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Dam removal across the West a growing concern

Herald and News by Stephen Floyd 12/4/16

Tom Mallams

Local commissioners are drafting a letter in opposition to the potential removal of dams within the Columbia River Basin following their own frustrations with Klamath River dam removal.

During a liaison meeting Tuesday, Klamath County Commissioner Tom Mallams proposed sending a letter to the Bureau of Reclamation, the U.S. Army Corps of Engineers and the Bonneville Power Administration in general opposition to dam removal.

The letter’s intended recipients have been gathering public input since Sept. 30 for an environmental impact study affecting 14 dams and related facilities in Oregon, Washington and Idaho.

Mallams said he predicted the removal of these larger dams when discussions began years ago to remove four dams along the Klamath River, which he said at the time was dismissed by his critics as unlikely.

12/4/16: Commissioner Mallams sent this CORRECTION to Herald and News and KBC News: "I did not predict that the actual removal of the Columbia and Snake River Dams would ever go forward. I only acknowledged that within the KBRA closed door meetings, the dam removal conversations did not focus only on the 4 lower dams on the Klamath River. The conversations widened periodically  to include the need for the Keno Dam to be removed. And then expand dam removal even farther to include the Columbia and Snake River Dams. My prediction was that all these other dams, including the Keno dam, Columbia and Snake River dams,  would be the next targets if the Klamath Dam removal effort actually started moving ahead."

“I was called — blatantly called — a liar,” he said, “...I don’t get any satisfaction in saying I told you so.”

Talks to remove the local dams became part of settlement negotiations after the 2001 Klamath Basin water crisis and details of dam removal were eventually included in the Klamath Basin Restoration Agreement (KBRA) and Klamath Hydroelectric Settlement Agreement (KHSA).

Efforts to re-evaluate the Columbia River dams began following a federal court ruling in May in favor of environmentalists, the State of Oregon and the Nez Perce Tribe mandating revisions to federal fish-protection plans by March of 2018, according to The Spokesman-Review.

Mallams said those opposed to dam removal after 2001 were excluded from negotiating the KBRA and KHSA agreements and said he is concerned similar closed-door meetings will determine the fate of dams up north.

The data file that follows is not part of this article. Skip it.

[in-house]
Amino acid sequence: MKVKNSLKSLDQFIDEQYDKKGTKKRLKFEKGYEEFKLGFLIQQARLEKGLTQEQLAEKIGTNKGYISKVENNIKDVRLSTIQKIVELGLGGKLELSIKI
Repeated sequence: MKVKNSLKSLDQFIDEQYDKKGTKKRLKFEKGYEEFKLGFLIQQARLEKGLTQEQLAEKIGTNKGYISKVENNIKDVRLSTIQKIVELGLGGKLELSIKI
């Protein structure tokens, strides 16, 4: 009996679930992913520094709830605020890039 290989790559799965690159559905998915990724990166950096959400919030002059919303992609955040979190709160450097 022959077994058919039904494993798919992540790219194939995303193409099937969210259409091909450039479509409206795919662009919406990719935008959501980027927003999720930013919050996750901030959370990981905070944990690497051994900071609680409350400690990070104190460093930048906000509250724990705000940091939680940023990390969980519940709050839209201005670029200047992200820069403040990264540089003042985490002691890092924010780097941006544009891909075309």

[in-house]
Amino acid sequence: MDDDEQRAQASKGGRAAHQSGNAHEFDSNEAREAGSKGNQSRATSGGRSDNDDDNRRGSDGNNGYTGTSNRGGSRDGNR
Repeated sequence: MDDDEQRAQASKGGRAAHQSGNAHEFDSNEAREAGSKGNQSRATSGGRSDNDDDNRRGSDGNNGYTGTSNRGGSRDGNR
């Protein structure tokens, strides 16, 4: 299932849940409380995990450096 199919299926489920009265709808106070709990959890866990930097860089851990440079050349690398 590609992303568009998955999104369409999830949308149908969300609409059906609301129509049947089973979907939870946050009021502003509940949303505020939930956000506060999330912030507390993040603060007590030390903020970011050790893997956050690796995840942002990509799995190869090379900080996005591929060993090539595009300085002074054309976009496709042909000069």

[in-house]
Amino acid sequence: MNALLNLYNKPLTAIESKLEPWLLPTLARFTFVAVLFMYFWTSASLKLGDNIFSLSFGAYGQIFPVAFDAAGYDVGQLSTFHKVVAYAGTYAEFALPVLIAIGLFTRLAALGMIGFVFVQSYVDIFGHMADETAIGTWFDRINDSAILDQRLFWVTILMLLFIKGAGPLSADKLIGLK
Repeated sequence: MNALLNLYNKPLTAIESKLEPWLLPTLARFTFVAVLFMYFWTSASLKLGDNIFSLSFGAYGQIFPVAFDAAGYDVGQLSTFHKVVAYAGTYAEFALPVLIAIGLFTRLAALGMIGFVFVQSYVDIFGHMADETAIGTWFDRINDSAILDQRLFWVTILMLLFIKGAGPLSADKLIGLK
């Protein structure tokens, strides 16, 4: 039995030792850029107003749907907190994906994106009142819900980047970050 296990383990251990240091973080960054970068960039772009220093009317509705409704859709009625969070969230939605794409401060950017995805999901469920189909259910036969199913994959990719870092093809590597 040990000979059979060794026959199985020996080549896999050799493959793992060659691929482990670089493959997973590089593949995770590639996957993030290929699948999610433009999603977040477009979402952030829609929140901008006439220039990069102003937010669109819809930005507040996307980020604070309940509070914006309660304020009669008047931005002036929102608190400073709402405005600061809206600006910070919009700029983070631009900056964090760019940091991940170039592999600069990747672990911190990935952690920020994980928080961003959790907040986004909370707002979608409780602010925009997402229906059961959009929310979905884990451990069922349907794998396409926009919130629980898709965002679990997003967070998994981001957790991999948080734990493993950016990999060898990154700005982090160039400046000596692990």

He said critics of dam removal saw the Klamath River as a “stepping stone” to the removal of larger dams and current talks are evidence of this.

“This is where it’s been heading for years,” he said. “The environmentalists are very passionate about this and they’re very comfortable doing it in slow steps.”

Mallams said he plans to attend a meeting about Columbia River dam removal Tuesday in The Dalles and asked fellow commissioners to approve a letter in general opposition to the proposal that he may present to those taking public comment.

Commissioner Jim Bellet said he would be in favor of signing the letter and acknowledged there are multiple facets to the arguments surrounding dam removal.

“It’s something that has been discussed for a long period of time,” he said.

Bellet said it is “just unbelievable” to think about dams being removed in the Columbia River given how significantly they impact power and irrigation throughout the Northwest.

Commissioner Kelley Minty Morris said she would like more time to research the issue as she had not been aware of the new potential dam removals before their meeting. She said she is also unsure if Klamath County should take a position on an issue that may not directly impact the local area.

“I know we sometimes jump into issues in other counties but I just don’t know how excited I am about jumping into another county’s issue,” she said.

Minty Morris added she intended to speak with commissioners in Wasco County, which contains one of the dams in the environmental study.

Mallams said the local impact would be strong if dams were removed on the Columbia and Snake rivers. He said most of the electric power in Klamath County comes from such dams and their removal would have a “huge, huge impact” on the area.

“How do you replace that much power?” he said. “You can’t do that with solar and wind and (Oregon) won’t let you do coal.”

Public comment on the matter is being accepted through Jan. 17, 2017, and can be submitted to comment@crso.info or U.S. Army Corps of Engineers, Attn: RSCO EIS, PO Box 2870, Portland, OR 97208. Two webinars are also planned for Dec. 13 from 10 to 11:30 a.m. and 3 to 4:30 p.m. through www.crso.info.


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